During a March budget hearing, Congressman Frank Wolf (R-Va.) challenged Gary Locke, current U.S. Secretary of Commerce and President Obama's nominee for the next ambassador to China, to worship at an unregistered house church instead of a Three-Self Patriotic Movement state church in order to "publicly identify with the persecuted." Locke said he would consider it.
"It isn't worship—it's showing up and being there. I'm not asking the ambassador to change his faith. I'm asking him to identify and visit the persecuted, just like you visit people in prison. You visit people where they are. They thirst to have someone identified with the American government show up and be with them. And by doing that, you provide help and protection."
"The U.S. ambassador should worship in a house church, especially if he is a Protestant Christian. If he is Catholic, he should seek out a so-called 'underground church.' Such actions would likely result in more media attention to religious persecution in China, and perhaps give hope to the persecuted. However, media attention would be fleeting. Moreover, such an act—even if done regularly—would be primarily symbolic, and U.S. international religious freedom policy has for too long been characterized by symbols rather than substance. What we should be asking the U.S. ambassador to China is what concrete programs he will initiate to convince the Chinese that religious freedom is in their interests. How will he ensure that U.S. religious freedom policy in China becomes more than words and symbols, as it has been under this administration?"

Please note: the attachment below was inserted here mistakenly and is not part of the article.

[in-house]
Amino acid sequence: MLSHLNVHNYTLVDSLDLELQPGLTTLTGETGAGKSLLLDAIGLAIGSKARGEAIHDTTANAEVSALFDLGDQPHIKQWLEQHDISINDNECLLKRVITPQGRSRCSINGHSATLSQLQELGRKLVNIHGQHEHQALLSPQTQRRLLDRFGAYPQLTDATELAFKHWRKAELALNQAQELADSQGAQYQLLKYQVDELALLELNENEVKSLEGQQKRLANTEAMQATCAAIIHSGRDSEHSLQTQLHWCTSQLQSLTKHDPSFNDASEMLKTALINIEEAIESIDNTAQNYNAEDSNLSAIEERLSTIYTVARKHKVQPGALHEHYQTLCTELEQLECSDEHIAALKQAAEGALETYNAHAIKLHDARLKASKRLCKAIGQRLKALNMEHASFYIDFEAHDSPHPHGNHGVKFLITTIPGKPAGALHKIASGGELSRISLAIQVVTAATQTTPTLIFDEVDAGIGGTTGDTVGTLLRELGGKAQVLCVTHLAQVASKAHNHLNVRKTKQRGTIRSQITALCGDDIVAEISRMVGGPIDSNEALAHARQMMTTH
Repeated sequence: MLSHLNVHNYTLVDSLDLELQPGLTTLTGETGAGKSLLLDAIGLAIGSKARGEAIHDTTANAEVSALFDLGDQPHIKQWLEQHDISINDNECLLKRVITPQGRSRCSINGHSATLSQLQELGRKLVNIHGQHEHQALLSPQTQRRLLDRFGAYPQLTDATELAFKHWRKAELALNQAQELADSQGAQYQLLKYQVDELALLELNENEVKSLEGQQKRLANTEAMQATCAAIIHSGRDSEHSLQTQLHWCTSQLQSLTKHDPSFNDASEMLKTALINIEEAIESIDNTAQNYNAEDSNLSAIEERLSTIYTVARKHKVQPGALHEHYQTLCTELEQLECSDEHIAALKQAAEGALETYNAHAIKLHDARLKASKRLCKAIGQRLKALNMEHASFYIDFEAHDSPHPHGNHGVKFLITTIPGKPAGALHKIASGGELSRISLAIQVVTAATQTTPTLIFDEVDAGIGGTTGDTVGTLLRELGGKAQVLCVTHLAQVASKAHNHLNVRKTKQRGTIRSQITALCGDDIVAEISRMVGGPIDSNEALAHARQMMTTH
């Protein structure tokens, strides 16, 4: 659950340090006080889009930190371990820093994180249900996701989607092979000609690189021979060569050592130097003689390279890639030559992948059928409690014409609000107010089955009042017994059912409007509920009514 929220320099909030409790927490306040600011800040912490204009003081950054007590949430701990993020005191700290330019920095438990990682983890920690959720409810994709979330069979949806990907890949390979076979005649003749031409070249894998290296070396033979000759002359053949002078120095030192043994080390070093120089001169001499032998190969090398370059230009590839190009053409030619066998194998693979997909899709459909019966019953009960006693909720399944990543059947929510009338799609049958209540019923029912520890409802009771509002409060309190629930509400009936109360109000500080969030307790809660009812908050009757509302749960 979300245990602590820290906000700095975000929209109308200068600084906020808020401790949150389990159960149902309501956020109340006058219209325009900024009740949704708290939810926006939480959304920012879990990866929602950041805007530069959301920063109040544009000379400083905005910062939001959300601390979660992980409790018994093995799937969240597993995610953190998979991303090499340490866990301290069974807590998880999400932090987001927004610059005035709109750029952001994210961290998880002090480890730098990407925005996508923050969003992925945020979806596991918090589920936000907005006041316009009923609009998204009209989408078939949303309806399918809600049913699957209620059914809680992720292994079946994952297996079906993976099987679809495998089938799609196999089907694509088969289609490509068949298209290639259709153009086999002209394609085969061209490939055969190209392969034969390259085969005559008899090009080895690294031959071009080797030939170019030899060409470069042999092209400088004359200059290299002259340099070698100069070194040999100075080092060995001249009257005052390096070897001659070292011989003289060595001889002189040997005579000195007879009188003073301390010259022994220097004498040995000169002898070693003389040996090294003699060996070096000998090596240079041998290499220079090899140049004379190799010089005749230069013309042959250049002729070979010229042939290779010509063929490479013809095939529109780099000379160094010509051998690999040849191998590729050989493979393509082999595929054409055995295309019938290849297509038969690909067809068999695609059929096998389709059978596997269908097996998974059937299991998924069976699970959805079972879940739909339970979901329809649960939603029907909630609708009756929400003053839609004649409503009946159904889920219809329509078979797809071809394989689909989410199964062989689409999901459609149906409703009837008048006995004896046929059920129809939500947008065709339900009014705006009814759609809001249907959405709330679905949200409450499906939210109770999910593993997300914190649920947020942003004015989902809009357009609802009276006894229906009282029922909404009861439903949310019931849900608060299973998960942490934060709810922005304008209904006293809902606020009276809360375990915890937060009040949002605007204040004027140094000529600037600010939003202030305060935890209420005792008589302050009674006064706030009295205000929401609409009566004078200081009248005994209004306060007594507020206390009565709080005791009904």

"If the Chinese government allows it, there should be no problem with ...1